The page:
This builds upon the previous work in this cohort not only by having a larger sample size and stratifying by age at exposure, but also by analyzing the free T3: free T4 ratio. A higher free T3: free T4 ratio is associated with several metabolic parameters, including insulin resistance, enlarged waist circumference, higher BMI, and blood glucose levels in people without thyroid conditions [23,24,25]. A higher free T3: free T4 ratio is also associated with an increased risk for non-alcoholic fatty liver disease in both in euthyroid and hypothyroid individuals, independently of other metabolic parameters . This is of interest given that, in animal models, high exposure to PBBs results in liver pathologies including increased vacuolation and altered drug metabolism in their livers [60,61,62,63]. Given the evidence in animal models and the associations reported in human cohorts, it is possible that people that are highly exposed to PBBs may be at increased risk for a variety of metabolic conditions, however, this has not been directly studied in a human cohort.
One possible explanation for finding an association between higher PBB levels and lower free T4 and higher total T4 (although the association with total T4 was not statistically significant) is that higher PBB exposure is associated with alterations of estrogen levels and an increase in thyroxine-binding globulin (TBG). TBG binds a majority of the T4 in blood, rendering it biologically unavailable. One mechanism that leads to increased synthesis of TBG is increased levels of estrogen . While whether higher TBG is associated with lower free T4 is still unclear [48, 65], previous research has reported that variations in euthyroid, serum levels of total T4 are positively associated with urinary estrogen and progesterone levels, and that free T4 is associated with shorter cycle and follicular phase length . If the associations between higher PBB and thyroid hormone levels are due to alterations in estrogen levels resulting in higher TBG, it could indicate that PBB is weakly estrogenic. While there is evidence that PBB can alter hormone metabolism in rats [62, 67, 68], alters menstrual function in monkeys , and is associated with earlier pubertal timing in women , there is no direct evidence that PBB is estrogenic at this time, and TBG levels were not measured in this cohort.
Interestingly, this study found that PBB is associated with lower free T4 and higher free T3 and free T3: free T4 ratio. A majority of thyroid hormone in blood is T4, which is then converted to T3 at the target tissue, and the levels of both negatively regulate TSH. However, finding opposite effects of PBB on T3 and T4 could be due to PBB affecting the conversion of T3 to T4 (for example, by PBB altering deiodinase activity) . However, not enough is known about the mechanism behind how PBB affects thyroid function to fully be able to explain this result. This is not consistent with the findings in animal models, which found extremely high doses of PBB were associated with decreases in T3 and T4 , or with previous studies on PBB and hypothyroidism, which would require both higher TSH and lower T4 [36, 37]. Therefore, it is also possible that PBB affects thyroid function differently at lower doses than at high doses (leading to decreases in T3 and T4 in animal models and increases in TSH in humans), or that higher T3 and lower T4 is a compensation mechanism for PBB’s other effects on cells. Research in model systems could elucidate the cellular mechanisms underlying the effects of PBB on thyroid function.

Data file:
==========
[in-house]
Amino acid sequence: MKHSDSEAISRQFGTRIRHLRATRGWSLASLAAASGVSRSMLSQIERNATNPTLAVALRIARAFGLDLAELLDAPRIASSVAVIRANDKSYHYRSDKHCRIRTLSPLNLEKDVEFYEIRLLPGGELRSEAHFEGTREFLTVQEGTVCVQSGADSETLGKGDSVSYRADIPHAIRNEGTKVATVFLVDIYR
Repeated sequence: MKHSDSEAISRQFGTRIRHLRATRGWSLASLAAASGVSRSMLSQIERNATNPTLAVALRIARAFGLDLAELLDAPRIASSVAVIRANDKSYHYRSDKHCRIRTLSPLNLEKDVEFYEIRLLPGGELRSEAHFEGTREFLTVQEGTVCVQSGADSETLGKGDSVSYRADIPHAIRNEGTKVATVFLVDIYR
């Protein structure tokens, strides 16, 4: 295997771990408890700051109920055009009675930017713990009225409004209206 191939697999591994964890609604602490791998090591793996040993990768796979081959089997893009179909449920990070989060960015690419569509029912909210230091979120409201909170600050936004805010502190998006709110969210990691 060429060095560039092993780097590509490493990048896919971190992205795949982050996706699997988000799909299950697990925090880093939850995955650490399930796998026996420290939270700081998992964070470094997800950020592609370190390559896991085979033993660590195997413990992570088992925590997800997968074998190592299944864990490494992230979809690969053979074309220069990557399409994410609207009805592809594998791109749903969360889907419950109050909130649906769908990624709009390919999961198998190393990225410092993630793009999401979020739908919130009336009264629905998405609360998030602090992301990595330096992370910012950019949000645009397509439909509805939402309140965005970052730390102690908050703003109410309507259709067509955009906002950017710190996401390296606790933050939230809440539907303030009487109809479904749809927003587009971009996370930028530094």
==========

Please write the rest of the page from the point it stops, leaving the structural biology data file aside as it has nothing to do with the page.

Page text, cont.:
This study does have limitations. This is an epidemiological study that only measured circulating thyroid hormone levels, and unfortunately, we were not able to measure other factors, such as thyroid ultrasounds, menstrual function, TBG levels, thyroid antibody levels, or oral contraceptive use in the entire study population. Therefore, it is less clear how PBB may mechanistically interfere with thyroid hormone levels. Additionally, there is a lack of information on possible thyroid autoimmunity (which may impact on how EDCs effect the thyroid). Future studies that investigate the effect of PBB on the thyroid gland itself or whether the immune system is a mediator are warranted, either in different human cohorts or in animal models. Finally, it is not known exactly when these participants were exposed to PCB. Therefore, we were unable to test whether the effects of PCB exposure also depend on when people were exposed.
This study did find that higher, current PBB and PCB levels were associated with thyroid hormone levels. It builds on previous studies that found an increased risk for thyroid disease in women exposed to PBBs and PCBs by leveraging that this cohort was exposed primarily during a narrow time frame to find that there was only an association between higher PBB and thyroid hormone measures in people who were exposed to PBB before puberty. Our finding suggest that this cohort may still be at risk for metabolic- and endocrine-related conditions even 40 years after they were exposed, and that people who are exposed younger may be more vulnerable to the endocrine-disrupting effects of PBBs.